He scanned hers again. No luck.
He adjusted the size of the QR code, and scanned again.
Still no luck.
He was silent for a moment, before handing the phone back to her.
“Go,” he told her.
“Go?” she asked.
“Yes, yes, go.”
Then he looked at me.
“Do you have the same?”
“Um, yes?” I said.
“Go,” he said, waving me on, not even bothering to look.
The reason fake PCR tests have started making the rounds is the cost, which can be as high as $120. And with covid still the media darling, the majority of international travelers in Africa right now are backpackers, backpackers on daily budgets that can be as low as $25, so one test can equal five days of travel. Add to that the fact that most of these countries don’t seem to take Covid seriously anyway – Malawi requires your test to be no more than “10 days” old, for example, rendering any test that old utterly meaningless. It became clear to us that the tests here are little more than a bridge for lost tourism dollars.
Our next hurdle was the supposed need for printed visas, even though the country requires them to be done electronically. We had no kwacha, we told them, making it clear that bribes to bypass their request weren’t an option (A UK friend we would meet in Cape Maclear paid $250 for his visa at the border, while two Canadian travelers were turned away completely when they showed up with no visas and no kwacha, having to bus ten hours back to Lusaka. Another, from Serbia, meanwhile, traveled to four different border offices before being allowed to get a visa-on-arrival. He was charged just $25.).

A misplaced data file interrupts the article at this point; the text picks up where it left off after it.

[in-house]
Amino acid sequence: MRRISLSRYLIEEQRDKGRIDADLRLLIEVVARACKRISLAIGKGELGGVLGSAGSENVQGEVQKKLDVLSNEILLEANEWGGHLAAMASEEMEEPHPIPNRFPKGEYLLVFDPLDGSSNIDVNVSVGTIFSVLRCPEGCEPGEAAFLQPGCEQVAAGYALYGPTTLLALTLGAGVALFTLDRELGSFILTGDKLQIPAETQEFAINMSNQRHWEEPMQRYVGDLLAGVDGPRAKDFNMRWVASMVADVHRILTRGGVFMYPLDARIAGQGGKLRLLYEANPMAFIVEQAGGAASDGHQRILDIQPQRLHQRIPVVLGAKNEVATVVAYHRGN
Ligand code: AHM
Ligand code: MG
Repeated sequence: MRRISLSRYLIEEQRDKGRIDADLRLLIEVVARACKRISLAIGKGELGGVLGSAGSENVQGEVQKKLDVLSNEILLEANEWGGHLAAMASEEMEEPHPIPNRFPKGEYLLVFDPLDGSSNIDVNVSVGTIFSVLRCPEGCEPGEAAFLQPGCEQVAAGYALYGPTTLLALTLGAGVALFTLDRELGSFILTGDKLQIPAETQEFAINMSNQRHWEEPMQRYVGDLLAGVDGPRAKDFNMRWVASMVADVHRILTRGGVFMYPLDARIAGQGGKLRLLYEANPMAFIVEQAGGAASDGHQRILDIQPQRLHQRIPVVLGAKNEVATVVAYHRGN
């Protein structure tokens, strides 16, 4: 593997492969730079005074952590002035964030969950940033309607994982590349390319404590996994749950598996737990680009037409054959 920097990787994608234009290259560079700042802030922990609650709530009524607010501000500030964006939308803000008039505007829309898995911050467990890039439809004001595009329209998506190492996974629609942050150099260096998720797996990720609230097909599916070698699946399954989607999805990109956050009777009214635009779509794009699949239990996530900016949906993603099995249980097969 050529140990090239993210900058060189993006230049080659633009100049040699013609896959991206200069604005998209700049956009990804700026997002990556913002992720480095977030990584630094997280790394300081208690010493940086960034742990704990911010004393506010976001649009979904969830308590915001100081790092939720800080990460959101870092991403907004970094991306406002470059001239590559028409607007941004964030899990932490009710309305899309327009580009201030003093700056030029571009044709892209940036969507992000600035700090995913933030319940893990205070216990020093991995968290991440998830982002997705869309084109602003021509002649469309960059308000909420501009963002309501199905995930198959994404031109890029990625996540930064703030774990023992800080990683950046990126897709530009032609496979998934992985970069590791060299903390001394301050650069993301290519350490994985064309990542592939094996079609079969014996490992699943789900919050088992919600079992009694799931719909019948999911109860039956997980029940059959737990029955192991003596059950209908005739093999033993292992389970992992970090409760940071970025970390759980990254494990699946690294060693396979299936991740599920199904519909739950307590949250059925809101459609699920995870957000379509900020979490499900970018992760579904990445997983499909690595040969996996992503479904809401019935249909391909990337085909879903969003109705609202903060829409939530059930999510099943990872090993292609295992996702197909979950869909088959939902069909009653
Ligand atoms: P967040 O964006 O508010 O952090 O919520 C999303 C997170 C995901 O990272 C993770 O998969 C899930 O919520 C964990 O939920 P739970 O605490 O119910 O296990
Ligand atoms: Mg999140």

The immigration staff would end up letting us borrow one of their personal wifi SIM links and passwords in order for us to download PDFs of our electronic visas, then email them back to this same office that already had them on file, for they had provided them to us in the first place.
Our walk to the actual border was a few hundred yards on a dimly lit dirt road, past a crowded and loud, oddly-located bar, where once again our taxicab negotiations would begin.
We were told beforehand that the price for the roughly one-hour ride to Lilongwe, the capital, should be around 25,000 Malawian kwacha, or around $30. Again, still a bargain by US standards.
Our first quote, however would be for 50,000.
“Nope. No way,” Lisa said. “We were told 20,000,” she lied.